Arranging Art Around Furniture


When moving into a new home, or when redecorating the old one, it is important to consider the placement of furniture before hanging or displaying art. One of the most crucial factors in home decorating is balance, and to achieve the appropriate balance, you should be educated about placement of artwork.

Have you ever walked into the home of a friend and wondered, “Why is that painting hung so low?” or, “Why did they put that sculpture in the middle of the wall?” When decorating your own home, you might not think about these subtle changes in arrangement of art, but when an outside walks in, the mistake will be glaringly obvious. With that in mind, follow these guidelines for balancing artwork around furniture in your home.

Painting & Prints

Paintings and prints should always be framed. This captures the piece with a definitive edge rather than allowing the canvas or paper to blend into the wall. Choose the frame according to the colors in the picture as well as the colors in your decor, allowing for continuity in each room of your house.

When it comes to wall space, determine how much room exists between the top of your furniture and the ceiling. For example, if you want to hang a painting above your living room couch, measure the distance from the top of the couch to the ceiling. Use approximately 65% of that space for your painting, but no more. There should be definite wall space from the edge of the picture to any other object – ceiling or furniture.

After you’ve determined the wall space to be filled, it is important to hang the painting closer to the couch (or other furniture) than to the ceiling. The purpose of decorating is to lend a sense of continuity and connectedness to all pieces of the room – whether it be furniture or artwork. Breaking that contact will make the painting seem obtrusive and unwelcome in the room.

Measure about eight inches above the furniture, and that is where the bottom of the painting should sit. If you put it too close to the furniture, it will impede the ability to use it. For example, a painting hung directly above a couch will eliminate the ability to put your arm over the couch.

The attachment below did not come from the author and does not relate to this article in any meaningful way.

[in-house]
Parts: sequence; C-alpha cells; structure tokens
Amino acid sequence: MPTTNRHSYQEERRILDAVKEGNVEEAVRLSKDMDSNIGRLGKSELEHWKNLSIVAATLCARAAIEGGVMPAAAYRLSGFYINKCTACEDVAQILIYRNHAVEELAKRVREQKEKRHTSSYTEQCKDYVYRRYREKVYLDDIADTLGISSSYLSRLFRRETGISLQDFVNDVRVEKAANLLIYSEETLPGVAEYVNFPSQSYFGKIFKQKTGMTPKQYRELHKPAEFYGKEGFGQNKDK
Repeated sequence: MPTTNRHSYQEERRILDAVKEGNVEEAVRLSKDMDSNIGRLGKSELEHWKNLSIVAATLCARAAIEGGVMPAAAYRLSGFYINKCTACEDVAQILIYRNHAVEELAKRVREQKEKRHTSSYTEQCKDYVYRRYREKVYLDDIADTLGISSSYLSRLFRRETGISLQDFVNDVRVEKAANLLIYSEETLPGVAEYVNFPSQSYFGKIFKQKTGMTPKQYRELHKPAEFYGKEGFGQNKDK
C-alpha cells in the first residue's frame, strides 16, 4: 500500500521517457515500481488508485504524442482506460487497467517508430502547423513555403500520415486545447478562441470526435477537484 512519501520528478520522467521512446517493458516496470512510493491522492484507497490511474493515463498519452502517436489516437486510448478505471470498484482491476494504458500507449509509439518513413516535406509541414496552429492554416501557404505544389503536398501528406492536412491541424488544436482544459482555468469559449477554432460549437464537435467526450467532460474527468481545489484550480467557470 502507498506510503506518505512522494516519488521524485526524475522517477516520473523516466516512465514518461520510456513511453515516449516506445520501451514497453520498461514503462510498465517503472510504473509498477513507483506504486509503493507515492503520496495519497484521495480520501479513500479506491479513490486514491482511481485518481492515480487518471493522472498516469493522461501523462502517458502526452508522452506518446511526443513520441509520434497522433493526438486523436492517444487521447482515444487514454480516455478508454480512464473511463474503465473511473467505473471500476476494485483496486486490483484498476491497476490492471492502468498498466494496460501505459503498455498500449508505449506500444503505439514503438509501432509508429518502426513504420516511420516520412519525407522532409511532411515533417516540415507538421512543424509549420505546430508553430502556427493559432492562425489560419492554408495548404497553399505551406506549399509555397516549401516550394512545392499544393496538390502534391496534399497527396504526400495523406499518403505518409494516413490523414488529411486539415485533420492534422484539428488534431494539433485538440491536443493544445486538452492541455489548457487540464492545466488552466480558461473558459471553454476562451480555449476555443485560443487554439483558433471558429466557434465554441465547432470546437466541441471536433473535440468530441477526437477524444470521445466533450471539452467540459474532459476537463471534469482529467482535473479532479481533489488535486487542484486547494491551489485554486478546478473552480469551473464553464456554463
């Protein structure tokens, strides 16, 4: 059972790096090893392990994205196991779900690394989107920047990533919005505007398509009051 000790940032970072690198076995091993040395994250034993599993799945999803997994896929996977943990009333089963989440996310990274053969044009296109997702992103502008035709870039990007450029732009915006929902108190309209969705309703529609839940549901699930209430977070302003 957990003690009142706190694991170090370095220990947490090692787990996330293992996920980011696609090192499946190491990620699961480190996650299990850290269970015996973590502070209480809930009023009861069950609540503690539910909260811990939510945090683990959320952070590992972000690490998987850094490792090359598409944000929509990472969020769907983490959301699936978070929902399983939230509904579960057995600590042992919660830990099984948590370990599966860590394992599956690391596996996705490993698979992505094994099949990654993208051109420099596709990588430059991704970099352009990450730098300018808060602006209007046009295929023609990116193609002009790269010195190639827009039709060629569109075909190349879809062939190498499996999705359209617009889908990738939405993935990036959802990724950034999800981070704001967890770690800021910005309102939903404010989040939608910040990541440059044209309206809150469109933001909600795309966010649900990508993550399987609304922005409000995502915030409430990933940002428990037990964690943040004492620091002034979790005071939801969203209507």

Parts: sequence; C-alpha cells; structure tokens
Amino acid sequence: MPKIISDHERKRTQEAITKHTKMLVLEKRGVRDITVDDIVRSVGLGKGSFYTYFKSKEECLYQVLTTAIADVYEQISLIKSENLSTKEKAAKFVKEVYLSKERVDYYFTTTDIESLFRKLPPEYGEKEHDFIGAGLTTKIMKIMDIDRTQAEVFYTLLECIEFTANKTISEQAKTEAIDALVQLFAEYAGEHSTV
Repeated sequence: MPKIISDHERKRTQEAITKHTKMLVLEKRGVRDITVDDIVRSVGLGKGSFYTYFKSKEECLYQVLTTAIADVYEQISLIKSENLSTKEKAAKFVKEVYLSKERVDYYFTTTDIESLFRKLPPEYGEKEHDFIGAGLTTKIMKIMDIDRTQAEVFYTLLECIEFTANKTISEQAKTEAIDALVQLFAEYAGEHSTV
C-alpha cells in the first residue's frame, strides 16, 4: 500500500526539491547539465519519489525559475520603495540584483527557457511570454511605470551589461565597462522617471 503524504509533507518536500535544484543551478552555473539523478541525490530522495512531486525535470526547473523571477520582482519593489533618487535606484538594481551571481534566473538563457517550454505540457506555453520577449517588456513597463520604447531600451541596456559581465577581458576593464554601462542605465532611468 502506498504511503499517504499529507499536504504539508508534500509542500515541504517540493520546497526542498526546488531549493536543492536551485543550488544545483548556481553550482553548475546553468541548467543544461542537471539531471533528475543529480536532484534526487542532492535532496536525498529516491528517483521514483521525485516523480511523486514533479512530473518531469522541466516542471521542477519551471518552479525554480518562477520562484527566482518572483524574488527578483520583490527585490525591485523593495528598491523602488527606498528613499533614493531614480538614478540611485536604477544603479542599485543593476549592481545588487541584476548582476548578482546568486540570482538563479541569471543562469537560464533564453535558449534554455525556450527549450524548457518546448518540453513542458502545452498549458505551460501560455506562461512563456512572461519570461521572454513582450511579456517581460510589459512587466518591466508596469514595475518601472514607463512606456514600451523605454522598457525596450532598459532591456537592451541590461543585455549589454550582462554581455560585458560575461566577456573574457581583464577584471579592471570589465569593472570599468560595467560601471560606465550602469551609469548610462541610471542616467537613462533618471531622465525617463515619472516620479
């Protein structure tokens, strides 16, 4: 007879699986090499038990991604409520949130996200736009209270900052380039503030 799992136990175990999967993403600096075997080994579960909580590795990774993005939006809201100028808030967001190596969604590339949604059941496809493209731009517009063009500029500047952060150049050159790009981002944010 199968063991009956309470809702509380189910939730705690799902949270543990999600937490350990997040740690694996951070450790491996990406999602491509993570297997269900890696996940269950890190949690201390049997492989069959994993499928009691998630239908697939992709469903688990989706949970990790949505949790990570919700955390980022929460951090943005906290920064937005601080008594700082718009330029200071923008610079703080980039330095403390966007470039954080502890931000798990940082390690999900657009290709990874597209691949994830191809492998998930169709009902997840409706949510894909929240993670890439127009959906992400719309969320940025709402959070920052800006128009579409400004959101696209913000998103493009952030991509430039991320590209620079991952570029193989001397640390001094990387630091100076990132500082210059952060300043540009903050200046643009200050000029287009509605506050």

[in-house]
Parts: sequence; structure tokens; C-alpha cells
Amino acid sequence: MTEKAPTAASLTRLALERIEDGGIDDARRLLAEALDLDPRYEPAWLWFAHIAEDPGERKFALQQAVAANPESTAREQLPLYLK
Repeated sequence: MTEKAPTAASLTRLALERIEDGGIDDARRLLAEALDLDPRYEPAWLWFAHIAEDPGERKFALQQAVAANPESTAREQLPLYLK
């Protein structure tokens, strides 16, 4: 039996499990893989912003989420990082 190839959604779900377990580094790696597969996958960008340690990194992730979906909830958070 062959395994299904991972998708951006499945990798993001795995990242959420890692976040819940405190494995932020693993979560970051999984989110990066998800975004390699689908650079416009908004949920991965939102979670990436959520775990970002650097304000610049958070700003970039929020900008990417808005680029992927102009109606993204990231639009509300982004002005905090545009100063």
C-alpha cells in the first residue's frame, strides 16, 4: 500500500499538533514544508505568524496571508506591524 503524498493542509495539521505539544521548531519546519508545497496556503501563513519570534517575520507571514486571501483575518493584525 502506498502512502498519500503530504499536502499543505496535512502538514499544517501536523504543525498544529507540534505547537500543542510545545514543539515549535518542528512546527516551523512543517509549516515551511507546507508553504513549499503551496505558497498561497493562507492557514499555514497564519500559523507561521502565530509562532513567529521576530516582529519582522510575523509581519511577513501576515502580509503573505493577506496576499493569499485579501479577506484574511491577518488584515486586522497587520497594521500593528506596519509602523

Sometimes, you will want to hang paintings or prints in groups on the wall. This is a great way to counter-balance heavy furniture and to create a sense of connectedness in the room. Be careful, however, that the art is evenly spaced, and that it doesn’t through the room off-balance. For example, if you hang three pictures at random, it might make the room feel “tilted” in one direction or another.


Sculptures are different than paintings because they sit on the floor or on tables, rather than hanging from the walls. Still, an improperly placed sculpture can throw the entire room out of wrack, so you should think about the placement just as carefully as you consider paintings.

First, look at your sculptures and determine which are vertical and which are horizontal. A vertical sculpture is taller than it is long; horizontal sculptures are short and wide. Horizontal sculptures are more difficult to place because if set alone, they leave too much empty wall space above them. With horizontal sculptures, it helps to place them below a painting or other artwork to off-set the emptiness.

Sculptures should be worked around furniture rather than the other way around. Artwork is meant to accent other things in a room, and not to call undo attention to itself. If you place a sculpture alone on a wall, regardless of how large or how beautiful, it will upset the balance in the room.

Fireplaces are a great way to place horizontal sculptures. It makes an already beautiful fireplace into a focal point for the room, but can also blend into the background amid couches, beds, chairs and entertainment centers. Horizontal sculptures also work well at the edge of rooms not separated by a wall. For example, if your living room is connected to your kitchen by nothing more than a change in flooring, you might place a sculpture between the two for definition.

A vertical sculpture can be placed between furniture, as it is tall rather than wide. For example, if you have both a love seat and a couch, place a vertical sculpture between the two, facilitating a corner. You can also place them atop end-tables for added aesthetic value. Vertical sculptures work well beneath floor lamps, as well. When the lamp is turned on, the sculpture has a spotlight.

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